Prisoners of passion
19 November 2010
Indus Creed is not about nostalgia. It’s about making youngsters think from a different perspective, writes Mathures Paul
Youngsters are falling ~ all over again ~ for a band of irreverent, pushing-middle-age guys who tempt young boys with high-decibel growls and indulging girls with charismatic eccentricities befitting cultured rockstars with well-manicured nails, well-groomed crowns and tongues that wag soul-shaking ideas. It’s been a long time since the extremes of rock music have been explored in India... actually it’s been a little over a decade since Uday Benegal decided to shift base to the USA to explore new spaces, find inspiration and feel a lot less claustrophobic. Taking with him were all the chances of seeing one of India’s most popular rock bands in action ~ Indus Creed, better known among fortysomethings as Rock Machine.
Thank God for the small mercies he shows the Indian music scene every other year. Indus Creed is back, stronger, more boisterous and, of course, laced with the same zing that made it big in the 1980s and a large part of the next decade.
Uday Benegal, the band’s unmistakable all-out, bold, well-rounded voice, was found sitting quietly at Someplace Else before Indus Creed’s third performance since the reunite party, tinkering away with a very ordinary video camera, trying to mix scenes from two television sets that were playing a cricket and a football match. A few minutes later he was on stage for sound check. After whiling away a few minutes trying to teach the band a new set of middle-finger signals to communicate with people at the sound mixer, he was ready for the drums to roll.
Though there was a laptop open in front, the music hasn’t changed. If Rock Machine in the 1980s was labelled rebellious, today the repackaged Indus Creed plays classic rock that sustains ageing superstars who once in a while flog themselves round the country to feel alive and keep fans happy.
The band’s line-up in 1984 was certainly an envious one ~ Mahesh Tinaikar on lead guitar, Mark Selwyn on bass, Uday Benegal on vocals, Jayesh Gandhi on rhythm and lead guitars), Mark Menezes (who left in 1992) and Adrian Fernandes on drums and Zubin Balaporia on keyboards. If Rock Machine gave us Rock ’N’ Roll Renegade, Enemy Within and Polivinyl Lady, Indus Creed warmed up to its fans with Pretty Child, Trapped and Book Of Dreams. When Benegal decided to revive the band, he was not without apprehension. He says, “The biggest (dilemma) was whether to use the name or not. The soul of Indus Creed remains the same. We are still a high-energy rock band. Indus Creed is our DNA, our past.”
When Benegal returned to Mumbai in 2008, he started with Mahesh Tinaikar an acoustic-ish band called the Whirling Kalapas, which still exists. One idea led to another, finally leading to the revival of Indus Creed. Benegal is agitated when I mention the music becoming slightly more soothing in the 1990s. “Some say it was softer. It was not. Yes, Pretty Child was on the softer side but the rest of the album was extremely energetic.”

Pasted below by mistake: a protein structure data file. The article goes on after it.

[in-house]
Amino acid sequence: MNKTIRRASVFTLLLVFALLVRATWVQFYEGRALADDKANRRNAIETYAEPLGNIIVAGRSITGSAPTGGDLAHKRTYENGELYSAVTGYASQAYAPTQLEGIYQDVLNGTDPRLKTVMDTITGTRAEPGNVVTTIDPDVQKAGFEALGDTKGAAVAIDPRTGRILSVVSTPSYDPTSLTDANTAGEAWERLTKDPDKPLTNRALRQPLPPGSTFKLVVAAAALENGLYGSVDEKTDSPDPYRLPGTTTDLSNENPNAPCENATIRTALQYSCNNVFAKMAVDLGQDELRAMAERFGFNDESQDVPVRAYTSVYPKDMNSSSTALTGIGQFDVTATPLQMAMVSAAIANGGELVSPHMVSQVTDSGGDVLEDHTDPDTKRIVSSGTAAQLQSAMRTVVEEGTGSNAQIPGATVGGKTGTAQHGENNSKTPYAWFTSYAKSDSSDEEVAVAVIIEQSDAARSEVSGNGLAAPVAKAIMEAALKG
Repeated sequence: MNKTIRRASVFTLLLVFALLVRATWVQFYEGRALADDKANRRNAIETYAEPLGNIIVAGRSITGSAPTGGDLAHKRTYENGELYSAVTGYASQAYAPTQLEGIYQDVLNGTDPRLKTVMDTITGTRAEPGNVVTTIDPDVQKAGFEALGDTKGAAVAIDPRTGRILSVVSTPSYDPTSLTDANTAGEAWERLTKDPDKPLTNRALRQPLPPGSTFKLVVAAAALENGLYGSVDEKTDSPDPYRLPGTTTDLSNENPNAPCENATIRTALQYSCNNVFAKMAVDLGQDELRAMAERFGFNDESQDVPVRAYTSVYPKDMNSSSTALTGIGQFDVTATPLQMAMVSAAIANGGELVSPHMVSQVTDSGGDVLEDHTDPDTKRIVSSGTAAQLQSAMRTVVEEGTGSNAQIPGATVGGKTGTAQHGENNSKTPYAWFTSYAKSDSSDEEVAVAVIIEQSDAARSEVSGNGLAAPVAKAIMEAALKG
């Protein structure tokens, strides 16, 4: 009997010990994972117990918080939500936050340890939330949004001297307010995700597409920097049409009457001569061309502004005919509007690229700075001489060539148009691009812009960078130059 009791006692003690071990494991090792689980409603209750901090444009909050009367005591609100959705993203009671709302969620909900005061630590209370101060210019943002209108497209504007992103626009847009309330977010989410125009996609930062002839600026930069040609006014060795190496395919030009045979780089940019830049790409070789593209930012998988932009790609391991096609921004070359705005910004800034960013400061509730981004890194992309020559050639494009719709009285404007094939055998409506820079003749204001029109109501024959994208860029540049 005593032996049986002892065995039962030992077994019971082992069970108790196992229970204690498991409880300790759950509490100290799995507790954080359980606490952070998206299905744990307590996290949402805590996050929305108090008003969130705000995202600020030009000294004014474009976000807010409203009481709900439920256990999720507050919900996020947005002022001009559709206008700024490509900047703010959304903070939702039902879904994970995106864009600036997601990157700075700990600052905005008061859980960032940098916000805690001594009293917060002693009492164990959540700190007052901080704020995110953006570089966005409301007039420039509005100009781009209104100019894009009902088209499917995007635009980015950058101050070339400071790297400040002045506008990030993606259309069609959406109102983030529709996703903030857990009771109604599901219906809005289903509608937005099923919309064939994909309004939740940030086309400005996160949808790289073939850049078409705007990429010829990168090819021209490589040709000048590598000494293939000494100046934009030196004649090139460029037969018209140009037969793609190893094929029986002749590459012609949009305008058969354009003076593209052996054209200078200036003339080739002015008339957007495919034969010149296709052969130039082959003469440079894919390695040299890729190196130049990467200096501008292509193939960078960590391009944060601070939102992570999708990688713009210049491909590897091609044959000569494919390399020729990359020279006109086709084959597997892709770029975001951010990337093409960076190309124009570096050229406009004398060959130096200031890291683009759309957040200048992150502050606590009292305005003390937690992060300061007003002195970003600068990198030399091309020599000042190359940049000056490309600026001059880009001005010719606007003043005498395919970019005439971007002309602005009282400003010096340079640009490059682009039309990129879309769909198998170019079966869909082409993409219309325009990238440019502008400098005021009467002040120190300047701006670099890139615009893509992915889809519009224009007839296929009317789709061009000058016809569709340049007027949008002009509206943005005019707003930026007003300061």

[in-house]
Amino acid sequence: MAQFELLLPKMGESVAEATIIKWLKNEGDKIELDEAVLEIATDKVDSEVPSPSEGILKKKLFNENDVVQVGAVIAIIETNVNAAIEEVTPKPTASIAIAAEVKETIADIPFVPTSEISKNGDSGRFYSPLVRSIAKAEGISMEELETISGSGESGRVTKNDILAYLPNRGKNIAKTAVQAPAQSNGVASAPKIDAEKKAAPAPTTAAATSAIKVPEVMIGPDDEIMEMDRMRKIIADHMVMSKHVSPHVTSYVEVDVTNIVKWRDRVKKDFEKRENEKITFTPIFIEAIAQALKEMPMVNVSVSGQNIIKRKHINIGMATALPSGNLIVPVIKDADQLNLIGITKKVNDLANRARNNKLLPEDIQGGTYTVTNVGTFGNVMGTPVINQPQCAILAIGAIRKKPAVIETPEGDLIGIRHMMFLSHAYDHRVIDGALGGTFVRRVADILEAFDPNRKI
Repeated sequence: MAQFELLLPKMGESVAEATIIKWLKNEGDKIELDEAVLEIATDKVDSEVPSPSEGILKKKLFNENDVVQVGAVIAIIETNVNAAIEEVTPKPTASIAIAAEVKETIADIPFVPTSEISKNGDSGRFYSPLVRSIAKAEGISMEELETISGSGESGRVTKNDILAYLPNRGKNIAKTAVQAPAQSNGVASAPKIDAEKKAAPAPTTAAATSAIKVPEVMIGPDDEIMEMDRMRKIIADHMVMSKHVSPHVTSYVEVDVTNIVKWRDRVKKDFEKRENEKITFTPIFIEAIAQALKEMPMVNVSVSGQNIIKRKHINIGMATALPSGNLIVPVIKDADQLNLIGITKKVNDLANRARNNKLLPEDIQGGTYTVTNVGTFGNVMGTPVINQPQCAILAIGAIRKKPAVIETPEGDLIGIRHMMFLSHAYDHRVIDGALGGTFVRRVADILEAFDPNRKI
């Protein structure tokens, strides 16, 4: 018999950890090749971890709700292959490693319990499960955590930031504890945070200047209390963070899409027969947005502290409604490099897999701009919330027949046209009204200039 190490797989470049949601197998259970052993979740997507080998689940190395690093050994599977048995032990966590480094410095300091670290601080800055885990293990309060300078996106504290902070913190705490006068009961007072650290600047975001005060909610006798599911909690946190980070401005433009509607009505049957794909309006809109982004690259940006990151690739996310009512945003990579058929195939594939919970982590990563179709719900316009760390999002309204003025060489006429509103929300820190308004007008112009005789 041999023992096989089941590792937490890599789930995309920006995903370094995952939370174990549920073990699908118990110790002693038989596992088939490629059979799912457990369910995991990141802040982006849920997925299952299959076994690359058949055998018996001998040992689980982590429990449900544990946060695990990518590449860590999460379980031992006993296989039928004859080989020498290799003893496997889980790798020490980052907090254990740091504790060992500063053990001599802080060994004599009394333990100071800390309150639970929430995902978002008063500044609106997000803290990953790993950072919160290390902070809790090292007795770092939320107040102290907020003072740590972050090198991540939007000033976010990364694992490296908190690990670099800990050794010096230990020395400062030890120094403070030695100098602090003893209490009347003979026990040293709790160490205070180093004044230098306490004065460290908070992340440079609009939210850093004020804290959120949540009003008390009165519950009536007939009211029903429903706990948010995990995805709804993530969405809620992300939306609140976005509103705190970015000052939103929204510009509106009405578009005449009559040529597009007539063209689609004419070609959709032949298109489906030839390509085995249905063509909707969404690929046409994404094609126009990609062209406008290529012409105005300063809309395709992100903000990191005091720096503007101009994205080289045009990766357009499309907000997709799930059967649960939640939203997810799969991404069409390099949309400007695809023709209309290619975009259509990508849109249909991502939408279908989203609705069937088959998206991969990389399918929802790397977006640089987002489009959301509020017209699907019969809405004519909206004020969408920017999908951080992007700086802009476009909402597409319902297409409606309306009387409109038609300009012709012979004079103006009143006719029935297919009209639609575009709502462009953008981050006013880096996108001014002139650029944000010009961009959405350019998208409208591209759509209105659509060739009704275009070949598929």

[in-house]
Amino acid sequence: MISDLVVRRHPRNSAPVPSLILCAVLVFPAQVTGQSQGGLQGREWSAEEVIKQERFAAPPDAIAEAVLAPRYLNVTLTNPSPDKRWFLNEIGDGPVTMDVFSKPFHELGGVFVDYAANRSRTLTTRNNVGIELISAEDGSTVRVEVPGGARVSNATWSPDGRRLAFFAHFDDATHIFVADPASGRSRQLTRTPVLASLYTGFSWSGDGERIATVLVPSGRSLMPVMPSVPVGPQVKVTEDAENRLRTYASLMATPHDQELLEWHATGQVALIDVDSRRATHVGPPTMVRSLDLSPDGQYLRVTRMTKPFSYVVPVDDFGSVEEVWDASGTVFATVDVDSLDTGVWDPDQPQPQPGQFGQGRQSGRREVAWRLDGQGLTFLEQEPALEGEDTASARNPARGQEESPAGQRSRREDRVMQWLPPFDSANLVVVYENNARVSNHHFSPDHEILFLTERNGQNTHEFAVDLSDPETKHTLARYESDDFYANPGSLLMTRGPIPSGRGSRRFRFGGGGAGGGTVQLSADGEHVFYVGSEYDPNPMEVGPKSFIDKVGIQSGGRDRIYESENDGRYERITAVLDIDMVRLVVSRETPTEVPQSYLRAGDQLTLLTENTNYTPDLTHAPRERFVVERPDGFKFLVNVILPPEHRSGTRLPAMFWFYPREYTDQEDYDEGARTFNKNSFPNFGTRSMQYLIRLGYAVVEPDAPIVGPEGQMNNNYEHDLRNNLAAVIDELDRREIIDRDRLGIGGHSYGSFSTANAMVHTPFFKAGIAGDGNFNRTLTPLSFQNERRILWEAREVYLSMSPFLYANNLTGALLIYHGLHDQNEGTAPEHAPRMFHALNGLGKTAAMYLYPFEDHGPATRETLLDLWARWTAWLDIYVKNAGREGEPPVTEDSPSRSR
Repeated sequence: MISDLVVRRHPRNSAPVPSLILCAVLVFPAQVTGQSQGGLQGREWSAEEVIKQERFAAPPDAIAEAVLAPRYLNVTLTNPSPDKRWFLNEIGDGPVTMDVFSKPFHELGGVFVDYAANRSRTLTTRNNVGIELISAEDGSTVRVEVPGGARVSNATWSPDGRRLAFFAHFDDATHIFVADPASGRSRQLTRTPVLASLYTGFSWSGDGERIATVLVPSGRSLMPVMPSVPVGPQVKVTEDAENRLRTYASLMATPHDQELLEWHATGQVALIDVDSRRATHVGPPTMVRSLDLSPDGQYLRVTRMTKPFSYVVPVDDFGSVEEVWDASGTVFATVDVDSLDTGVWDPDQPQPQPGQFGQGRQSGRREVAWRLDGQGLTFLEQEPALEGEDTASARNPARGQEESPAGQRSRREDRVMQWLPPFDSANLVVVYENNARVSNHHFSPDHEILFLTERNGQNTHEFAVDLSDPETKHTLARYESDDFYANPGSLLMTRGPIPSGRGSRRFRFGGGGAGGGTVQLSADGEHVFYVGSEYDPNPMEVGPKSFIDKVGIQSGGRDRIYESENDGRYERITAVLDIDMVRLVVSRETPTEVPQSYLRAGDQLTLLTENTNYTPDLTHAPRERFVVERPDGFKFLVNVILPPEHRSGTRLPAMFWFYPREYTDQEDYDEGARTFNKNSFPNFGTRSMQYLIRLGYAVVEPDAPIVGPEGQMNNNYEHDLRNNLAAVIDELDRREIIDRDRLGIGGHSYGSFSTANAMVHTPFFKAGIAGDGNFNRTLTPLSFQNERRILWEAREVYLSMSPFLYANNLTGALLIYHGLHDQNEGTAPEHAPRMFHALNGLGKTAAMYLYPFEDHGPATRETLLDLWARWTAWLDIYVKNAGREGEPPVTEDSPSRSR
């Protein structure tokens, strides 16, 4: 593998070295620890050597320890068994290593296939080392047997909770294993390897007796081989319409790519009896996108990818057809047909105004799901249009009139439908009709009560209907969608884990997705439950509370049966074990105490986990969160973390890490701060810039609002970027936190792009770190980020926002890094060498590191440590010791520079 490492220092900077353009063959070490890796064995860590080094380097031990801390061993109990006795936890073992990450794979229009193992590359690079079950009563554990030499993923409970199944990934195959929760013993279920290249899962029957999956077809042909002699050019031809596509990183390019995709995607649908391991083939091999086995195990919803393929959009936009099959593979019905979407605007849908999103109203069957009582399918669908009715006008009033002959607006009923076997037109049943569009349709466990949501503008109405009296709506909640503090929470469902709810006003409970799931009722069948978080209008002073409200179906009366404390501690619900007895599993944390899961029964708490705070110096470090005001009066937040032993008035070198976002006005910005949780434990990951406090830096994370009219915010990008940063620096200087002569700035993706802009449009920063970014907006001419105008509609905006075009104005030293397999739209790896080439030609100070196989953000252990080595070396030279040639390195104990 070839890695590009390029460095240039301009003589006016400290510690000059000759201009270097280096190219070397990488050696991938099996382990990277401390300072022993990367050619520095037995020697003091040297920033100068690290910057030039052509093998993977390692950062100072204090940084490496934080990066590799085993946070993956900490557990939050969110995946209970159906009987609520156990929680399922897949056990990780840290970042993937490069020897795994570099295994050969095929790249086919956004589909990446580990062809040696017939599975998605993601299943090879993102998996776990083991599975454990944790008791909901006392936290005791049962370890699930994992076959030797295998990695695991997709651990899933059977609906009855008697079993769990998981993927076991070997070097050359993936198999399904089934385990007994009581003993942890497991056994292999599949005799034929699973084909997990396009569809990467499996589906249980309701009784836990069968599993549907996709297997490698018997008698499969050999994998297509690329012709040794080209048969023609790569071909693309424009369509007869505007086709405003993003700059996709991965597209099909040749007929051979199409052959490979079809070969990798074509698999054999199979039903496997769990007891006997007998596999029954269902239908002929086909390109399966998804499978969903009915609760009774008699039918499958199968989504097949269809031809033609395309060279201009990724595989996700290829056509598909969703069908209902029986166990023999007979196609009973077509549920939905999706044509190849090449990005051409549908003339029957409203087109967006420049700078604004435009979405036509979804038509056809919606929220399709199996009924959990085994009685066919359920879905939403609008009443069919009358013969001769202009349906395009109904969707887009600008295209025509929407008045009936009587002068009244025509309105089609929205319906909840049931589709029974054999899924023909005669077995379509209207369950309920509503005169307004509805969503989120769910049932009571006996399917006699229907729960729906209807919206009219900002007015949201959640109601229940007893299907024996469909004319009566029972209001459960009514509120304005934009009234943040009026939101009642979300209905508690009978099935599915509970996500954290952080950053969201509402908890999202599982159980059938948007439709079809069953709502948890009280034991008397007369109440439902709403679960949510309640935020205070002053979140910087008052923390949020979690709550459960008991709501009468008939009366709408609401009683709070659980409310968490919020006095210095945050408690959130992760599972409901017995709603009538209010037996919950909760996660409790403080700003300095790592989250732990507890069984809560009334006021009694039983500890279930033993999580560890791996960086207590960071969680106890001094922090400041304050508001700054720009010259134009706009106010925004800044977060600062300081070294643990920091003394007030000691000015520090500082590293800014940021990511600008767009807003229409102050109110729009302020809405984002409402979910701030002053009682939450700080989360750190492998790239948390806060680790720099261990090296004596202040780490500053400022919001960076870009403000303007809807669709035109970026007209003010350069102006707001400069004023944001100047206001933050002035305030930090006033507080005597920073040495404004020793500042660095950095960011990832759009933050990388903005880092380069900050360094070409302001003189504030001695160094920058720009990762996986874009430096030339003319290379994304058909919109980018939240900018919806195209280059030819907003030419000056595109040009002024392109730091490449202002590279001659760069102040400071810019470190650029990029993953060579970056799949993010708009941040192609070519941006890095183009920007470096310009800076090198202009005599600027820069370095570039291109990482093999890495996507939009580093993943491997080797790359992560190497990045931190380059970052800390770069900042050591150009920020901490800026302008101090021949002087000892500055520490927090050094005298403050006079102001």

Times have changed and Indus Creed returns at a time when technology plays an important role. “It’s fantastic. I believe that technology can be used as enhancements, to add frills to one’s music and most importantly, in the distribution process. Technology has given us an even playing field.”
Going to a Rolling Stone gig and not expecting them to play Satisfaction or a Rod Stewart concert without Maggie May is like having a good cup of coffee with saccharin. “I know. Some of our songs are like that. But we’ve learnt not to resist it. After all, these are some of the tunes that made Indus Creed big. These songs are part of a generation. We play them at our gigs but do it differently each time... The good thing is that youngsters have come in plenty to our first two gigs, in Mumbai and Pune. Hard Rock Cafe was overflowing.”
Benegal moved to New York because he was feeling “culturally stifled”. “I needed cultural stimulation.” On returning he met his friends Shankar Mahadevan, Ehsaan Noorani and Loy Mendonsa, who are now very popular as Shankar-Ehsaan-Loy, the Bollywood-composer trio. And that led to a beautiful song for the Hindi film Wake Up Sid. But that was a one-off effort. More important on his agenda is the film he is directing.
“Indus Creed is not a nostalgia band. No. We are planning an album and present many more original songs,” he rounds off.The new line-up of Indus Creed comprises Uday Benegal, Mahesh Tinaikar and Zubin Balaporia. The two new rocking additions are rock-solid bass wunderkind Rushad Mistry and powerhouse drummer Jai Row Kavi. Someplace Else hosted the third concert of the reunited group.